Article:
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English 202A

Course Coordinator: Xiaoye You

What is 202A?

The purpose of English 202A is to introduce you to the types of writing that social scientists typically do in the workplace, including research proposals, literature reviews, and research reports. In addition to practicing these genres, you will also prepare a set of career development documents, including two cover letters and two resumes, for employment purposes. In discussing writing and writing activities, this class will focus on some of the more common forms of social science research—among them, experiments, interviews, observations, and surveys. You will learn to formulate ideas and create coherent pieces of writing from the research you have conducted and read about. In short, the course will introduce you to a variety of writing and research strategies from which you can begin to develop your own identity as a social scientist.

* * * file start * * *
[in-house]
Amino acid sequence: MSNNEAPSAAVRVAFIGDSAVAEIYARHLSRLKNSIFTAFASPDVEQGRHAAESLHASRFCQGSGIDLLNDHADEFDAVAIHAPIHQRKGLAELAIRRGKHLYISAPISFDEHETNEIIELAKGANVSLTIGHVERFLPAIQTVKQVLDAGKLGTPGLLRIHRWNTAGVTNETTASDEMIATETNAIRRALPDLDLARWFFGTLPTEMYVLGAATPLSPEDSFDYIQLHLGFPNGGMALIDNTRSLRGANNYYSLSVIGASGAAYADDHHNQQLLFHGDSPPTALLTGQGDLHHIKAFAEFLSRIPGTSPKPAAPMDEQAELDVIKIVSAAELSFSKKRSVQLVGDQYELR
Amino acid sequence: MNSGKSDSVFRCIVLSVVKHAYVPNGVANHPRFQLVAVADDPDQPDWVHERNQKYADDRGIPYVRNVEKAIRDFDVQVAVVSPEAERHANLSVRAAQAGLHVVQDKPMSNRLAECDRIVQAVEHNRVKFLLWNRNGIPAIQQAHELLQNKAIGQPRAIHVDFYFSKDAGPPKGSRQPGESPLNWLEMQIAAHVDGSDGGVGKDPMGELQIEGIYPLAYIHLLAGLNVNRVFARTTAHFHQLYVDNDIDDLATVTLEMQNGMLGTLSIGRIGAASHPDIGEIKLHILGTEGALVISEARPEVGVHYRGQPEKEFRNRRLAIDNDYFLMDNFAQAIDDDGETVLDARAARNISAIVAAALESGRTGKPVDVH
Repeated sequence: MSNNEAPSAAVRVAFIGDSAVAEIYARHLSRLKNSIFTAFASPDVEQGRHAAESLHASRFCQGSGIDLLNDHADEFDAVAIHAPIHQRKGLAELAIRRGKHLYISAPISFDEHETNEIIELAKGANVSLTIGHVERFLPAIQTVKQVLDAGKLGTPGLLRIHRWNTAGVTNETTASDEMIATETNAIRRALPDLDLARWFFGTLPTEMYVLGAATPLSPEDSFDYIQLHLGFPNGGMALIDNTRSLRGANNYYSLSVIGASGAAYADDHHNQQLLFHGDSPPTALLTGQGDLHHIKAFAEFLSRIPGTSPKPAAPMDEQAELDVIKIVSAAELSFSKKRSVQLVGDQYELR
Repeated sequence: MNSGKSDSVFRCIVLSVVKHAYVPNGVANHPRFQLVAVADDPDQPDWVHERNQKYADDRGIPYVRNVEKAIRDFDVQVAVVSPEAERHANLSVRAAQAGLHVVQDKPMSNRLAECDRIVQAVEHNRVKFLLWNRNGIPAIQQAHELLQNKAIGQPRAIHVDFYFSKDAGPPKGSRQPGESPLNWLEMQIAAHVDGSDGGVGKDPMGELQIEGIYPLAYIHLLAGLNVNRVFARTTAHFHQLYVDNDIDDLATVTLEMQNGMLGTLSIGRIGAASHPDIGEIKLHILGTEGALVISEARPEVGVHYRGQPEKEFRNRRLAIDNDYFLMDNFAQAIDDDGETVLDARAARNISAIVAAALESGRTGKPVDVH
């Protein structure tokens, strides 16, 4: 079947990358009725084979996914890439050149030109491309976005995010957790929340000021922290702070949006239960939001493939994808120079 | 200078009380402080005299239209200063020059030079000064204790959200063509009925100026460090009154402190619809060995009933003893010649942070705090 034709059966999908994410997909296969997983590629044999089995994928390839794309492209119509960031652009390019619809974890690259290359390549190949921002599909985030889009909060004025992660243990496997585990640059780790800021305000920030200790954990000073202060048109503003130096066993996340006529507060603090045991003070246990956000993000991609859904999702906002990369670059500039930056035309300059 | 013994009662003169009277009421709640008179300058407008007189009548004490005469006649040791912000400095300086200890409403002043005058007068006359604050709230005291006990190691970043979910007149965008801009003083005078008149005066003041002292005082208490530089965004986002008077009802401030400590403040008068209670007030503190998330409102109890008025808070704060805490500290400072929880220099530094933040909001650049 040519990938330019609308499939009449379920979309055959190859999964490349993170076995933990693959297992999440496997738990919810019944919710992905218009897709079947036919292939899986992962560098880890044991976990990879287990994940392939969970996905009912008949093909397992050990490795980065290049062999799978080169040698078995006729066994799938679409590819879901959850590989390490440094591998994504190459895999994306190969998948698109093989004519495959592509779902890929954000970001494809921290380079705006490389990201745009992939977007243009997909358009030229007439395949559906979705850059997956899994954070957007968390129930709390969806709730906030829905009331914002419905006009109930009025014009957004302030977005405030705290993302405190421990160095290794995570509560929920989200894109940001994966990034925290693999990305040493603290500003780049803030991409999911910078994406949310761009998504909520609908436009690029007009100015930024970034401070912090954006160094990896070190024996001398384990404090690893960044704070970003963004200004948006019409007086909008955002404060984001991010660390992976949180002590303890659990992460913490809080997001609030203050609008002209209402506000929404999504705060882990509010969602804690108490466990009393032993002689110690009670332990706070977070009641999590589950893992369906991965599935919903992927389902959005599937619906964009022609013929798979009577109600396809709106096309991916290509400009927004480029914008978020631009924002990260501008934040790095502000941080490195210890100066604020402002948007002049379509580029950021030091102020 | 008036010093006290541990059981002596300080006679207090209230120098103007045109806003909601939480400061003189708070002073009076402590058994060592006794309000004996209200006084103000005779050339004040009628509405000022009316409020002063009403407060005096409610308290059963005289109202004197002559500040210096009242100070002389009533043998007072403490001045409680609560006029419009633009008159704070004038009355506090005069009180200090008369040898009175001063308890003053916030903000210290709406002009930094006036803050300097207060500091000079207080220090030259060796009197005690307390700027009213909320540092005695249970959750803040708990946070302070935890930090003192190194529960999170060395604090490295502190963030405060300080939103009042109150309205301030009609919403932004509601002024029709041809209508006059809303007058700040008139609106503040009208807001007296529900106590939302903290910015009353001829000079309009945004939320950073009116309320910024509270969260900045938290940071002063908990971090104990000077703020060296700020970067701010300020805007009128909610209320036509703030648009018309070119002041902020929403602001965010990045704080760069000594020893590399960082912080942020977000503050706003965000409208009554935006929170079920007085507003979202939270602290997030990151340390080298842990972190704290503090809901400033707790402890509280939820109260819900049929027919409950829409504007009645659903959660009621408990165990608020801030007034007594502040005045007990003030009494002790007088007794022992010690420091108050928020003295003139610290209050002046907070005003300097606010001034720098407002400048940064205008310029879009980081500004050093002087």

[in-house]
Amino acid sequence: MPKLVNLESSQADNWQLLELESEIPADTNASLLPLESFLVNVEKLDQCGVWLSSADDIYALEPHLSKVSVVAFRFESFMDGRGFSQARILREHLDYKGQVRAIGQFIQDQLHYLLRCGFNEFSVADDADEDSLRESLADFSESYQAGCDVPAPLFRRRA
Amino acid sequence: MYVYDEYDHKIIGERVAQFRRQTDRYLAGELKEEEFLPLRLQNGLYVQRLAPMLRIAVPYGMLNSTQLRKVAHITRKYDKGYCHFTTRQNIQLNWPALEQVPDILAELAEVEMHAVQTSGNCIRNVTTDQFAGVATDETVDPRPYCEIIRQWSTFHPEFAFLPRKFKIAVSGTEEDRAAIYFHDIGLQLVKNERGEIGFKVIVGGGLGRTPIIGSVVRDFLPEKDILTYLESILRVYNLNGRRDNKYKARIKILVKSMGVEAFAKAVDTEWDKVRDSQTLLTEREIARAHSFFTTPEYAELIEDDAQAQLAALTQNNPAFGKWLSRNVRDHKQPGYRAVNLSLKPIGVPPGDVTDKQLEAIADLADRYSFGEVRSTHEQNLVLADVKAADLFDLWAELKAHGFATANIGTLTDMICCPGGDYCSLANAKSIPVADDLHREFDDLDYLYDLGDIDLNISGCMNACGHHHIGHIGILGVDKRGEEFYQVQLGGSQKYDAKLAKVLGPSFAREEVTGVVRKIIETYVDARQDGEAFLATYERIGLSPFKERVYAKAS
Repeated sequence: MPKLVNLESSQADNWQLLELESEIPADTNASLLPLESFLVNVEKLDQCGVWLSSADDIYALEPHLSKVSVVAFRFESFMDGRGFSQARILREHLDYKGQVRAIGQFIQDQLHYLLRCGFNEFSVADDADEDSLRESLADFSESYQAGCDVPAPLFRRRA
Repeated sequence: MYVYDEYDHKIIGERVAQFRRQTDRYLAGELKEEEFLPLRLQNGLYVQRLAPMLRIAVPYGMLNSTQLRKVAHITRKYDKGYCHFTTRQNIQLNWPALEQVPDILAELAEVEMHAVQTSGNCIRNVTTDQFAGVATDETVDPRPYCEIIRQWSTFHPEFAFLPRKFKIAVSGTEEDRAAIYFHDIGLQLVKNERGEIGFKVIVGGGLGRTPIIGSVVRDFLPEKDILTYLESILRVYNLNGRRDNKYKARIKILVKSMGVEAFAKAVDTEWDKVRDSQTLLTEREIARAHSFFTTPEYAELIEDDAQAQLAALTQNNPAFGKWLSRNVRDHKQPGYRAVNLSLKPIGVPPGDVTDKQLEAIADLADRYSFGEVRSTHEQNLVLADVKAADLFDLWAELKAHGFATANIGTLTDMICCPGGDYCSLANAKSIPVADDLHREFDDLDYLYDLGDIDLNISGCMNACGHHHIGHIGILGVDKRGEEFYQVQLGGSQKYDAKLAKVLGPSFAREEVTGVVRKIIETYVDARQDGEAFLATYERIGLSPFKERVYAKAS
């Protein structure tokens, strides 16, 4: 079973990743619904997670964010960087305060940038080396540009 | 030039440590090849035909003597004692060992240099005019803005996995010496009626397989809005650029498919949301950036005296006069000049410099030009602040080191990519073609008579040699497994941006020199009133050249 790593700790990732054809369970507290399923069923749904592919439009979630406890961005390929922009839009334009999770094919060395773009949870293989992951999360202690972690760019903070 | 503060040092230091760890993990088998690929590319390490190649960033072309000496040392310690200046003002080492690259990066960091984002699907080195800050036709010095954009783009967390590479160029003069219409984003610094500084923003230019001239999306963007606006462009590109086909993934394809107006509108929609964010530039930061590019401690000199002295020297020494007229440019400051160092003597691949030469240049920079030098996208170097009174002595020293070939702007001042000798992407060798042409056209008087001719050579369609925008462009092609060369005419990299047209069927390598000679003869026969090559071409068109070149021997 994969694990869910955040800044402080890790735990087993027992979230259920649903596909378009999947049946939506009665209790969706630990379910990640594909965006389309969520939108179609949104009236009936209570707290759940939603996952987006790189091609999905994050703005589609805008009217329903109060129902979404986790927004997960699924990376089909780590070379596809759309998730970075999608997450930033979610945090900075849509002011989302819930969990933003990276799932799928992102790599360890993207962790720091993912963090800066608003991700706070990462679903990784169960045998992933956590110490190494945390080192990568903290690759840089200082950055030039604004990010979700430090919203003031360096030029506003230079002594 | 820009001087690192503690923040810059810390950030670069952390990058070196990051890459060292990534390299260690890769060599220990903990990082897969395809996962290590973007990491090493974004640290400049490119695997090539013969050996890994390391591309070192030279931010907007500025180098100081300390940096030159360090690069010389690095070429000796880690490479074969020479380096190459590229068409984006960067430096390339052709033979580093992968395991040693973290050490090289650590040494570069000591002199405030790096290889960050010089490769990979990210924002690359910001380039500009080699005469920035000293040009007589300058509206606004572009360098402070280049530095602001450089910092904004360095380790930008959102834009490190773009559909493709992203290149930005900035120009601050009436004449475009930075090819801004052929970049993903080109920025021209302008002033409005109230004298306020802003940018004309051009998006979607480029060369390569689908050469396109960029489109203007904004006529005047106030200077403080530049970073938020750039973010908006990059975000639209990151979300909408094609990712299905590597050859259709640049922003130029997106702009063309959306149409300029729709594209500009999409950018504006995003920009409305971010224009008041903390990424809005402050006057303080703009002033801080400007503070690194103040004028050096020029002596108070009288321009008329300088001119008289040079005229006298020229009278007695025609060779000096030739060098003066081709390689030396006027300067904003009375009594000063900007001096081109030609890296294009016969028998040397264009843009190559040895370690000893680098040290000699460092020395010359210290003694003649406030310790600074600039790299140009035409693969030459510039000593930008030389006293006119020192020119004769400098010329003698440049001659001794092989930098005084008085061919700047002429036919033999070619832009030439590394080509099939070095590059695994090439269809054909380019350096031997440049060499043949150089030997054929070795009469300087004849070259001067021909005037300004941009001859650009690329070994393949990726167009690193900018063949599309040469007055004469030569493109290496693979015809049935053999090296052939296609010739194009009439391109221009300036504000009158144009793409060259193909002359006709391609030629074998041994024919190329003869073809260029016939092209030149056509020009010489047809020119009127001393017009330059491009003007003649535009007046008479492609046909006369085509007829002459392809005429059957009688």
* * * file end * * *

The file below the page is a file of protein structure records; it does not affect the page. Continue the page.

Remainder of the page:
Who takes 202A?

ENGL 202A is designed for students who fit into the broad category of the study of the social sciences--education, administration of justice, psychology, sociology, anthropology, history, political science, or other related major--and who will become researchers, scholars, and practitioners of the social sciences, such as teachers, counselors, police officers, lawyers, government workers, nurses, and social workers. These students will be focusing on issues in their fields and/or expanding on basic research topics and techniques they are pursuing in their "major" classes. In the process of conducting research, attention is given to the ethical consideration of the study of human behavior.

What else do I need to know?

The goals of the course include:

  • Adopting a systematic approach to the writing process (e.g., developing, drafting, editing, revising);
  • Learning how to identify and explore issues and questions in the social sciences;
  • Developing and implementing approaches to social science research;
  • Learning how to filter and synthesize information to develop a convincing and logical argument;
  • Learning how to write ethically and responsibly;
  • Becoming more experienced with evaluating the work of others (e.g., through peer critique).
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